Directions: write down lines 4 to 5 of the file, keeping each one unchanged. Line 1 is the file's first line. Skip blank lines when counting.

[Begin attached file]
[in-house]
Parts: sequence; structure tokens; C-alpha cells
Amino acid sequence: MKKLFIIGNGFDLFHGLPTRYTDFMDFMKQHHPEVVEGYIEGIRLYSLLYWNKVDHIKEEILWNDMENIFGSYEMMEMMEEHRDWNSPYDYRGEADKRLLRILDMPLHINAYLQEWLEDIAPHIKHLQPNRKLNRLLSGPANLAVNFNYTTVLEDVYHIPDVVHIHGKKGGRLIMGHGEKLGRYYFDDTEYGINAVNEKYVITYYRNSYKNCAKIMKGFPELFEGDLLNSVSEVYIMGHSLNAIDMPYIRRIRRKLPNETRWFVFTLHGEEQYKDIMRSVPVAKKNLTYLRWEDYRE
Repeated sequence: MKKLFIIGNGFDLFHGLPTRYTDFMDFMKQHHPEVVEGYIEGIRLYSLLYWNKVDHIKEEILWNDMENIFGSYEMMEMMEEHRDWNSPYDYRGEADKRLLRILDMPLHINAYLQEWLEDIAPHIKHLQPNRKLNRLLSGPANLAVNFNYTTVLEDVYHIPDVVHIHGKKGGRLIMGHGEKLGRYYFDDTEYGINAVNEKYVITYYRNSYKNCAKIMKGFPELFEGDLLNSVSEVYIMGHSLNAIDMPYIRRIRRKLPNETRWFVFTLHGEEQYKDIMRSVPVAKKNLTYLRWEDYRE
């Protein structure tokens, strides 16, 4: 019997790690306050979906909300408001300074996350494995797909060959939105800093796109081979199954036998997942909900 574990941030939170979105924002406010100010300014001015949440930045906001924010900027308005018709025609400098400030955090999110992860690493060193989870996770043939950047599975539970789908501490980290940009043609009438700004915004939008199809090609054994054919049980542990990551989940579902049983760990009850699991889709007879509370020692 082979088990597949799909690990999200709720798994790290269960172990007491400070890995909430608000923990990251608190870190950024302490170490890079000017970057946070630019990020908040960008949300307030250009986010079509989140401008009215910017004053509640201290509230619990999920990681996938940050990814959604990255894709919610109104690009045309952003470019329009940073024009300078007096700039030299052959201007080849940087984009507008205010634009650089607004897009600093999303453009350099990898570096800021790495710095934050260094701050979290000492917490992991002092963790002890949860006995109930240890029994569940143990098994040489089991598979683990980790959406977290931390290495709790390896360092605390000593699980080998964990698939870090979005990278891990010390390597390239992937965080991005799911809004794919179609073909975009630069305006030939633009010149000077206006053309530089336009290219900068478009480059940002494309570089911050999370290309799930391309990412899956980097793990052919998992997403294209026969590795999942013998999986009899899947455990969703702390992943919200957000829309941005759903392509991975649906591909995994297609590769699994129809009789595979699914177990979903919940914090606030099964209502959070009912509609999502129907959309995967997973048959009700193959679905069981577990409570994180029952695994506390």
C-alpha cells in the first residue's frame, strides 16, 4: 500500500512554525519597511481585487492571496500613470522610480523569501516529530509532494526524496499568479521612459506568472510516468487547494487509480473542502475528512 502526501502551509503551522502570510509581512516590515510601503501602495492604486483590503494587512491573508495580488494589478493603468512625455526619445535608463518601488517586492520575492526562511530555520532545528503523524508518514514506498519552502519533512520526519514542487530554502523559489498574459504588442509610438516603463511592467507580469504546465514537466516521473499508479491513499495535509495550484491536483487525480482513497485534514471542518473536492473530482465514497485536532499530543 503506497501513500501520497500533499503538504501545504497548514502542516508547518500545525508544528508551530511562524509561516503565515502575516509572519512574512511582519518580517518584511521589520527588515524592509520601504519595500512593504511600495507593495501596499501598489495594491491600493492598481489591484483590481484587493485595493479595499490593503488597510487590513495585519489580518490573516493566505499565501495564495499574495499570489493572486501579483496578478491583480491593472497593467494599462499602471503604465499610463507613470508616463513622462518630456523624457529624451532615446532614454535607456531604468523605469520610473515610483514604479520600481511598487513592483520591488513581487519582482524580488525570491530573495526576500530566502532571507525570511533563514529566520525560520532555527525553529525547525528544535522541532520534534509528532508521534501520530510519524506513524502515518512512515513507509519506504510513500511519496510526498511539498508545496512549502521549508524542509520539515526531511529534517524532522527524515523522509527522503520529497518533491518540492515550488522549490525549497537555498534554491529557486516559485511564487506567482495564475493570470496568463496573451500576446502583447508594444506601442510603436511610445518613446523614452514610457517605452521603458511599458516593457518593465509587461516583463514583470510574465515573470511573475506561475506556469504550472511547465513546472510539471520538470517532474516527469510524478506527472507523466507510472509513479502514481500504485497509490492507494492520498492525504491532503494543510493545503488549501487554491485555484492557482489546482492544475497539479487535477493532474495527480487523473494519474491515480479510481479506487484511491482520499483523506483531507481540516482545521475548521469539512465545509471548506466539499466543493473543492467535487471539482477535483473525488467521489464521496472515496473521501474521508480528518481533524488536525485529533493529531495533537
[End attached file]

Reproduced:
Repeated sequence: MKKLFIIGNGFDLFHGLPTRYTDFMDFMKQHHPEVVEGYIEGIRLYSLLYWNKVDHIKEEILWNDMENIFGSYEMMEMMEEHRDWNSPYDYRGEADKRLLRILDMPLHINAYLQEWLEDIAPHIKHLQPNRKLNRLLSGPANLAVNFNYTTVLEDVYHIPDVVHIHGKKGGRLIMGHGEKLGRYYFDDTEYGINAVNEKYVITYYRNSYKNCAKIMKGFPELFEGDLLNSVSEVYIMGHSLNAIDMPYIRRIRRKLPNETRWFVFTLHGEEQYKDIMRSVPVAKKNLTYLRWEDYRE
């Protein structure tokens, strides 16, 4: 019997790690306050979906909300408001300074996350494995797909060959939105800093796109081979199954036998997942909900 574990941030939170979105924002406010100010300014001015949440930045906001924010900027308005018709025609400098400030955090999110992860690493060193989870996770043939950047599975539970789908501490980290940009043609009438700004915004939008199809090609054994054919049980542990990551989940579902049983760990009850699991889709007879509370020692 082979088990597949799909690990999200709720798994790290269960172990007491400070890995909430608000923990990251608190870190950024302490170490890079000017970057946070630019990020908040960008949300307030250009986010079509989140401008009215910017004053509640201290509230619990999920990681996938940050990814959604990255894709919610109104690009045309952003470019329009940073024009300078007096700039030299052959201007080849940087984009507008205010634009650089607004897009600093999303453009350099990898570096800021790495710095934050260094701050979290000492917490992991002092963790002890949860006995109930240890029994569940143990098994040489089991598979683990980790959406977290931390290495709790390896360092605390000593699980080998964990698939870090979005990278891990010390390597390239992937965080991005799911809004794919179609073909975009630069305006030939633009010149000077206006053309530089336009290219900068478009480059940002494309570089911050999370290309799930391309990412899956980097793990052919998992997403294209026969590795999942013998999986009899899947455990969703702390992943919200957000829309941005759903392509991975649906591909995994297609590769699994129809009789595979699914177990979903919940914090606030099964209502959070009912509609999502129907959309995967997973048959009700193959679905069981577990409570994180029952695994506390």